What Is Conduct Disorder?
Conduct disorder is a group of behavioral and emotional problems
that usually begins during childhood or adolescence. Children and adolescents with
the disorder have a difficult time following rules and behaving in a socially
acceptable way. They may display aggressive, destructive, and deceitful
behaviors that can violate the rights of others. Adults and other children may
perceive them as “bad” or delinquent, rather than as having a mental illness.
If your child has conduct disorder, they may appear tough and
confident. In reality, however, children who have conduct disorder are often
insecure and inaccurately believe that people are being aggressive or threatening
Types of Conduct Disorder
There are three types of conduct disorder. They’re categorized according
to the age at which symptoms of the disorder first occur:
- Childhood onset occurs when the signs of conduct
disorder appear before age 10.
- Adolescent onset occurs when the signs of
conduct disorder appear during the teenage years.
- Unspecified onset means the age at which conduct
disorder first occurs is unknown.
Some children will be diagnosed with conduct disorder with
limited prosocial emotions. Children with this specific type of conduct
disorder are often described as callous and unemotional.
What Are the Symptoms of Conduct Disorder?
Children who have conduct disorder are often hard to control and
unwilling to follow rules. They act impulsively without considering the
consequences of their actions. They also don’t take other people’s feelings
into consideration. Your child may have conduct disorder if they persistently display
one or more of the following behaviors:
- aggressive conduct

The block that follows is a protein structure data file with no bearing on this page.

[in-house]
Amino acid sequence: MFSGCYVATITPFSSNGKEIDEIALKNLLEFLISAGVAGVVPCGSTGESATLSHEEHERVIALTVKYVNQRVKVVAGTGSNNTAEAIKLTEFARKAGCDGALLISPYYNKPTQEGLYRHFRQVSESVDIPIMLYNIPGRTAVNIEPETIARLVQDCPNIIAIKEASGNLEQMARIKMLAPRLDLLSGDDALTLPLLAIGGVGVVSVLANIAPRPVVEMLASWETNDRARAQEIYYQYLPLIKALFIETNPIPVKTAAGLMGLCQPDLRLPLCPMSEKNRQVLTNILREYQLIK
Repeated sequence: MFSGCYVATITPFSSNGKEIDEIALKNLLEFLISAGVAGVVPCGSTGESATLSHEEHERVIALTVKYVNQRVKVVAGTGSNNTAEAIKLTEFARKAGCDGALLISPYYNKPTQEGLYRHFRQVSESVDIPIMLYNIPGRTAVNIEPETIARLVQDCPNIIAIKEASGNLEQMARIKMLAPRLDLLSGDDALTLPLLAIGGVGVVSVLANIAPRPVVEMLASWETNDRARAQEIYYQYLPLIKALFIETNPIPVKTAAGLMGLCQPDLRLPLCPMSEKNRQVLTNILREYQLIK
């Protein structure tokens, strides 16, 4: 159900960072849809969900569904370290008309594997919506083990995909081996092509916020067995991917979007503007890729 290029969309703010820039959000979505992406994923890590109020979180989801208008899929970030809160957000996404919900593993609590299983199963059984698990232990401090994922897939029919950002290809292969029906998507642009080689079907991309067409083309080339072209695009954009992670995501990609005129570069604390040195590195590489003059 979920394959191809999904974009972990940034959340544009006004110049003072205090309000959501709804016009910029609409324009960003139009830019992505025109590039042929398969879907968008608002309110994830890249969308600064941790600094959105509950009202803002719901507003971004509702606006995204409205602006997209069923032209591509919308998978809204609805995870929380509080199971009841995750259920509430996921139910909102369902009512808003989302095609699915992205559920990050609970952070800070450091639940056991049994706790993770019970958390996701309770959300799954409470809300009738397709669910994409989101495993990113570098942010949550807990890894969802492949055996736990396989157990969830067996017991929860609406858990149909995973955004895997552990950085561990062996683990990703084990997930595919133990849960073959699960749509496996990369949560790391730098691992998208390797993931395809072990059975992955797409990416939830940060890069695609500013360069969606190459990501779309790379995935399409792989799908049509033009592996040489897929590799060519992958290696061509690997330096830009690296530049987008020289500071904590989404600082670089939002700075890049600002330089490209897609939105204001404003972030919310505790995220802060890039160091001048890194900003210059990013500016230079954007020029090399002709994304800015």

- deceitful behavior
- destructive behavior
- violation of rules
Aggressive conduct may include:
- intimidating or bullying others
- physically harming people or animals on purpose
- committing rape
- using a weapon
Deceitful behavior may include:
- breaking and entering
Destructive conduct may include arson and other intentional
destruction of property.
Violation of Rules
Violation of rules may include:
- skipping school
- running away from home
- drug and alcohol use
- sexual behavior at a very young age
Boys who have conduct disorder are more likely to display
aggressive and destructive behavior than girls. Girls are more prone to
deceitful and rule-violating behavior.
Additionally, the symptoms of conduct disorder can be mild,
moderate, or severe:
If your child has mild symptoms, it means they display little to
no behavior problems in excess of those required to make the diagnosis. Conduct
problems cause relatively minor harm to others. Common issues include lying,
truancy, and staying out after dark without parental permission.
Your child has moderate symptoms if they display numerous
behavior problems. These conduct problems may have a mild to severe impact on
others. The problems may include vandalism and stealing.
Your child ha severe symptoms if they display behavior problems
in excess of those required to make the diagnosis. These conduct problems cause
considerable harm to others. The problems may include rape, use of a weapon, or
breaking and entering.
What Causes Conduct Disorder?
Genetic and environmental factors may contribute to the
development of conduct disorder.
Damage to the frontal lobe of the brain has been linked to
conduct disorder. The frontal lobe is the part of your brain that regulates important
cognitive skills, such as problem-solving, memory, and emotional expression.
It’s also home to your personality. The frontal lobe in a person with conduct